41 Songs, 2 Hours 23 Minutes

EDITORS’ NOTES

Forty years after Queen’s legendary performances at London’s 3,000-seat Rainbow Theatre, the shows are finally seeing official release in excellent fidelity. Although some material has seen issue as part of the U.K.-only Box of Tricks release, 15 tracks have never been officially released, including the only known live version of “The Fairy Feller’s Master-Stroke.” This set first includes a performance from March 31, 1974: the final show of their tour in support of Queen II. The show was recorded by their producer Roy Thomas Baker and originally scheduled to be the band’s third album. The set adds recordings from their two sold-out shows in November 1974, which were part of their Sheer Heart Attack tour. Aside from featuring Freddie Mercury commanding the stage with authority, the shows demonstrate the brilliance and innovation of Brian May’s peerless guitar work and the overall heaviness of the power trio of May, John Deacon, and Roger Taylor. Even a ballad such as “White Queen (As It Began)” illustrates Queen's early mastery of dynamics and drama.

Mastered for iTunes

EDITORS’ NOTES

Forty years after Queen’s legendary performances at London’s 3,000-seat Rainbow Theatre, the shows are finally seeing official release in excellent fidelity. Although some material has seen issue as part of the U.K.-only Box of Tricks release, 15 tracks have never been officially released, including the only known live version of “The Fairy Feller’s Master-Stroke.” This set first includes a performance from March 31, 1974: the final show of their tour in support of Queen II. The show was recorded by their producer Roy Thomas Baker and originally scheduled to be the band’s third album. The set adds recordings from their two sold-out shows in November 1974, which were part of their Sheer Heart Attack tour. Aside from featuring Freddie Mercury commanding the stage with authority, the shows demonstrate the brilliance and innovation of Brian May’s peerless guitar work and the overall heaviness of the power trio of May, John Deacon, and Roger Taylor. Even a ballad such as “White Queen (As It Began)” illustrates Queen's early mastery of dynamics and drama.

Mastered for iTunes
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Ratings and Reviews

4.8 out of 5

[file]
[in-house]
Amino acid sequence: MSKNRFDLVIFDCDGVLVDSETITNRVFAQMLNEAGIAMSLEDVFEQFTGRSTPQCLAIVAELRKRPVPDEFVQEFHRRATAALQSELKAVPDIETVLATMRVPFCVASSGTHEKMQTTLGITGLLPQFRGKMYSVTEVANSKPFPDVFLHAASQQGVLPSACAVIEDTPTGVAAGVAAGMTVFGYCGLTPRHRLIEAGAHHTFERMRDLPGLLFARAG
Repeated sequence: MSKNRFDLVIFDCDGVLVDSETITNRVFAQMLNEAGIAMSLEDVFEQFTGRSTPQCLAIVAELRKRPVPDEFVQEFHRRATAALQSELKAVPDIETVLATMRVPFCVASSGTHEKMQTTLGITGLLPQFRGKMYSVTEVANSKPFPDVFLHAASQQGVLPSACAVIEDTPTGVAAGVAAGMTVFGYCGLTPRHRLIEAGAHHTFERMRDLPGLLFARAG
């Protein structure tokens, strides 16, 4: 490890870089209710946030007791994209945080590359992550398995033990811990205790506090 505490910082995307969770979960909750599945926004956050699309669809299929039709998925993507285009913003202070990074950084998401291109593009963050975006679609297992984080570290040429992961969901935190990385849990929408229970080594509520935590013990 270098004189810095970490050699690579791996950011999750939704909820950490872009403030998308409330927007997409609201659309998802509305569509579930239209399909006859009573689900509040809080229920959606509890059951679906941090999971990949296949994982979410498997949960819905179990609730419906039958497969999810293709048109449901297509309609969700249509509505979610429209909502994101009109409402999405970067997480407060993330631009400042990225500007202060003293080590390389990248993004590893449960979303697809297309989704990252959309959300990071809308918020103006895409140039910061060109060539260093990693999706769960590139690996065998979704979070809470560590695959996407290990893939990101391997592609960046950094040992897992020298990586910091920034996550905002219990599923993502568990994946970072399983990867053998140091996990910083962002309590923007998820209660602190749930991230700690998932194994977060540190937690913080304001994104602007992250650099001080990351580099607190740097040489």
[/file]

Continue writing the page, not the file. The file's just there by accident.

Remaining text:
82 Ratings
82 Ratings
Leny4444 ,

At last!

I have been eagerly anticipating this album ever since word was first announced of its upcoming release back in June. I was excited to hear that not one, but TWO early Queen concerts would be released! Having seen the Wembley, Budapest, Montreal, etc., concerts on video, this one is sure to be a treat! Queen's first three albums showcase a heavier side of the band that most people are unfortunately unaware of. As a young Queen fan, concert releases like this one are the closest I will ever get to experiencing the magic of these four artists live. Fans who have listened to Queen's studio albums and seen their concerts know that few bands come close to matching Queen's synergy, brilliance onstage and in the studio, and sheer musical talent. The passion of these four guys is incredible, and their musicianship awe-inspiring. Even though I currently have this album on pre-order, I already know it will be fantastic, so I would definitely recommend it to anyone. Whether you are just getting into Queen or you are a longtime fan looking for something to add to your collection, this album is sure to be a win!

rberto ,

A long time coming!

I am so happy that these recordings are being official released. I was lucky to have seen Queen on the Queen II tour opening for Mott The Hoople, I was a barley 11 years old! These recordings are raw and powerful and though in the later years, Queen still rocked, these are heavy metal/prog rock masterworks!

Stairway To Evan 92 ,

An Early Queen Setlist... Finally!!!!

I quite love this early setlist. A little bit of Queen's debut, a little bit of Queen II, and a bit of Sheer Heart Attack. I wish that something like "Brighton Rock" would have been put on this, but I know the song was only played here and there in some form until about 1977 when it became a concert staple, so no big.

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